Thursday, 31 July 2014
Fracking: consultation discounted.
In the early 1930s the powers that be proposed that Birstall, the urban village where I live, which then had its own independent Local Government Council, should be merged with (or taken over by) the neighbouring Borough of Batley. A referendum on the proposal was organised and the worthy burgers of Birstall voted as follows:
3 524 against
190 spoiled, abstained or did not vote.
So in 1936 Birstall was duly merged with (taken over by) Batley.
(This was followed two years later the German Anschluss of Austria. Whether Hitler took Birstall's experience as a precedent is not recorded.)
More recently our government has ordered a consultation on whether or not "fracking" for shale gas should be permitted. Most of those involved in the consultation are opposed, including two of the government's own bodies: Public Health England, part of the Department of Health, are opposed on the grounds that insufficient consideration has been given to the consequences for public health on the potential contamination of water supplies; Natural England, the environment protection agency, says that important natural habitats are insufficiently protected. These in addition to the "usual suspects" such as the RSPB, the Green Party, and environmental groups and climate change campaigners who believe that the government should be concentrating on renewable energy sources rather than exploiting yet more carbon-based, polluting, non- renewable resources.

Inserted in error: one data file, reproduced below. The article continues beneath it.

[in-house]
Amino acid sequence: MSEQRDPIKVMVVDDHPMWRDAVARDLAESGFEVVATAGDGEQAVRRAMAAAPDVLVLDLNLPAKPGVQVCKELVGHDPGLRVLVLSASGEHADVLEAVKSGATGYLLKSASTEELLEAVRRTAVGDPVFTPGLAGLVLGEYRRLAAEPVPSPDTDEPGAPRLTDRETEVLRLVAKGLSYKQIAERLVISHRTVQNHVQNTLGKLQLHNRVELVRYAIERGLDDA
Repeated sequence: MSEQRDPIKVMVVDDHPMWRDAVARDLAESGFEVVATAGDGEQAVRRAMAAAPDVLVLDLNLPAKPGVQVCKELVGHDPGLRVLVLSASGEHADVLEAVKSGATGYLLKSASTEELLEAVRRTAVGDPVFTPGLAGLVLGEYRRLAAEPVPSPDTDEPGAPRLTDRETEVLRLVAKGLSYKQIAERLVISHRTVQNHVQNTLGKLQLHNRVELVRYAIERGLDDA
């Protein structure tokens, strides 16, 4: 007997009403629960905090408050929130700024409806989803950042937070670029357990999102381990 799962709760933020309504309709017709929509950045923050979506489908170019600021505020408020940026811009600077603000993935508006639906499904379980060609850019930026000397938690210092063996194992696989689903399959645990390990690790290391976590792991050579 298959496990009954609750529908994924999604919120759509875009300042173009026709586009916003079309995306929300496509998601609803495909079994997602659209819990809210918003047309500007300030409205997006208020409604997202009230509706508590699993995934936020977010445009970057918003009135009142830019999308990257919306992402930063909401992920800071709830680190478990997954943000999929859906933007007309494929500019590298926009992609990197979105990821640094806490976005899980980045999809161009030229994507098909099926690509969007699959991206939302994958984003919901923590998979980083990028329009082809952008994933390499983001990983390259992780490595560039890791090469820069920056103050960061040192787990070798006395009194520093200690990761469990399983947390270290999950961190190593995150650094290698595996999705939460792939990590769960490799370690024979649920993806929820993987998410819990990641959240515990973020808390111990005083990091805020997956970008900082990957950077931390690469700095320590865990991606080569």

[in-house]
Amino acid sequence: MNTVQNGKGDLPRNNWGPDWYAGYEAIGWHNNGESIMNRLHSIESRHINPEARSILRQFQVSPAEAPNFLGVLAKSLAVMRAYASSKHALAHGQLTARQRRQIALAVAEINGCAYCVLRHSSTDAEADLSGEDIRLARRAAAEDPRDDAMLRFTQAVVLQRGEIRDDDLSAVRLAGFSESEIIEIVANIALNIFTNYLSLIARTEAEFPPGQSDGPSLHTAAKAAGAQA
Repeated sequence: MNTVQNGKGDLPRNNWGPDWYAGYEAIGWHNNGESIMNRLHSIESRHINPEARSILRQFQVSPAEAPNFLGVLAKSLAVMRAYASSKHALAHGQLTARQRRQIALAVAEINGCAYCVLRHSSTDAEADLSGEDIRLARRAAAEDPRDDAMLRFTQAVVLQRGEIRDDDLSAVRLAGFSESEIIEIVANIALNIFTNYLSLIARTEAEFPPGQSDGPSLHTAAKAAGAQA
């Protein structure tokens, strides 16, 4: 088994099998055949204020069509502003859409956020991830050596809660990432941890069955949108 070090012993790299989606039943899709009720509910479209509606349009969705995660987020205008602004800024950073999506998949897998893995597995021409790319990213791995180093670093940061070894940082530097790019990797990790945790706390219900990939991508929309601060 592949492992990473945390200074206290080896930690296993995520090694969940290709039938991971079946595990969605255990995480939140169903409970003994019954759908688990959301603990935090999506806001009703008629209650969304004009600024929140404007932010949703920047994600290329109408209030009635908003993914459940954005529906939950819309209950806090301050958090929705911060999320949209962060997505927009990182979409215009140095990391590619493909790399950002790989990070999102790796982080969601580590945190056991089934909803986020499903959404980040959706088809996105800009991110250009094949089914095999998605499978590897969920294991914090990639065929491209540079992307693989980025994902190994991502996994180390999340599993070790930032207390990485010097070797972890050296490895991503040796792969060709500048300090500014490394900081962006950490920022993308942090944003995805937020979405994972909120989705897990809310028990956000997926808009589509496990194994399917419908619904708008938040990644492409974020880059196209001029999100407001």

So, in response to a resounding "No" the government has decreed that fracking is to go ahead. It appears that those with the most money and the shortest time-scales, the (largely foreign owned) fracking companies keen to join the bonanza, speak with the loudest voices.
No wonder the public is increasingly, and justifiably, cynical about the political process, and their (our) disillusionment is shown by increasingly smaller turnouts in elections.